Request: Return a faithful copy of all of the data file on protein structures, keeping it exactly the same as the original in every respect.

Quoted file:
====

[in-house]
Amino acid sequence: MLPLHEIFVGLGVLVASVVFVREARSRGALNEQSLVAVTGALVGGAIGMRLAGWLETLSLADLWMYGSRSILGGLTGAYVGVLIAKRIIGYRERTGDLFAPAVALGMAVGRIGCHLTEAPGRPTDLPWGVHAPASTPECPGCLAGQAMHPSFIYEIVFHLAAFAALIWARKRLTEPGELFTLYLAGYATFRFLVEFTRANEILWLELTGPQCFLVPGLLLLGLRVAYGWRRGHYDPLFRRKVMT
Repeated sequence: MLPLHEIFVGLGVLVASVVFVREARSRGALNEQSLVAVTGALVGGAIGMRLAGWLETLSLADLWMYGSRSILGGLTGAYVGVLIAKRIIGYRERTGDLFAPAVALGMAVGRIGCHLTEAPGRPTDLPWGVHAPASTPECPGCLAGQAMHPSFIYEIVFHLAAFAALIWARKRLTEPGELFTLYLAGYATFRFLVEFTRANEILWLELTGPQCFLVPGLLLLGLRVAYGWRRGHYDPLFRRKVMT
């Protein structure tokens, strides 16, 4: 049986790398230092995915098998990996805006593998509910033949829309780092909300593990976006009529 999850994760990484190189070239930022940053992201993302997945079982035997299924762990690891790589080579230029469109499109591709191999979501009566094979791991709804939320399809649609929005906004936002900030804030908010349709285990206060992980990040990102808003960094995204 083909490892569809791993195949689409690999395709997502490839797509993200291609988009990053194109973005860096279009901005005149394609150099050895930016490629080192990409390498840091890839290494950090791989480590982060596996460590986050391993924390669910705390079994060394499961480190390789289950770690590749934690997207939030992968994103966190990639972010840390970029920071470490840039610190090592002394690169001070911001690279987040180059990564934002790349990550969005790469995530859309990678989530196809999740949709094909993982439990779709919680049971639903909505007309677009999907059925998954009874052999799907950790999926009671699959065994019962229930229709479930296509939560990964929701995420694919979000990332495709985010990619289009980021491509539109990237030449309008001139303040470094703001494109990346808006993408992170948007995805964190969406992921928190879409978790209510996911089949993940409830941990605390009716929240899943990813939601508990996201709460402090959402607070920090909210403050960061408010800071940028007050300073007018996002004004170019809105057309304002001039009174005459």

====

[in-house]
Amino acid sequence: MLPLHEIFVGLGVLVASVVFVREARSRGALNEQSLVAVTGALVGGAIGMRLAGWLETLSLADLWMYGSRSILGGLTGAYVGVLIAKRIIGYRERTGDLFAPAVALGMAVGRIGCHLTEAPGRPTDLPWGVHAPASTPECPGCLAGQAMHPSFIYEIVFHLAAFAALIWARKRLTEPGELFTLYLAGYATFRFLVEFTRANEILWLELTGPQCFLVPGLLLLGLRVAYGWRRGHYDPLFRRKVMT
Repeated sequence: MLPLHEIFVGLGVLVASVVFVREARSRGALNEQSLVAVTGALVGGAIGMRLAGWLETLSLADLWMYGSRSILGGLTGAYVGVLIAKRIIGYRERTGDLFAPAVALGMAVGRIGCHLTEAPGRPTDLPWGVHAPASTPECPGCLAGQAMHPSFIYEIVFHLAAFAALIWARKRLTEPGELFTLYLAGYATFRFLVEFTRANEILWLELTGPQCFLVPGLLLLGLRVAYGWRRGHYDPLFRRKVMT
């Protein structure tokens, strides 16, 4: 049986790398230092995915098998990996805006593998509910033949829309780092909300593990976006009529 999850994760990484190189070239930022940053992201993302997945079982035997299924762990690891790589080579230029469109499109591709191999979501009566094979791991709804939320399809649609929005906004936002900030804030908010349709285990206060992980990040990102808003960094995204 083909490892569809791993195949689409690999395709997502490839797509993200291609988009990053194109973005860096279009901005005149394609150099050895930016490629080192990409390498840091890839290494950090791989480590982060596996460590986050391993924390669910705390079994060394499961480190390789289950770690590749934690997207939030992968994103966190990639972010840390970029920071470490840039610190090592002394690169001070911001690279987040180059990564934002790349990550969005790469995530859309990678989530196809999740949709094909993982439990779709919680049971639903909505007309677009999907059925998954009874052999799907950790999926009671699959065994019962229930229709479930296509939560990964929701995420694919979000990332495709985010990619289009980021491509539109990237030449309008001139303040470094703001494109990346808006993408992170948007995805964190969406992921928190879409978790209510996911089949993940409830941990605390009716929240899943990813939601508990996201709460402090959402607070920090909210403050960061408010800071940028007050300073007018996002004004170019809105057309304002001039009174005459």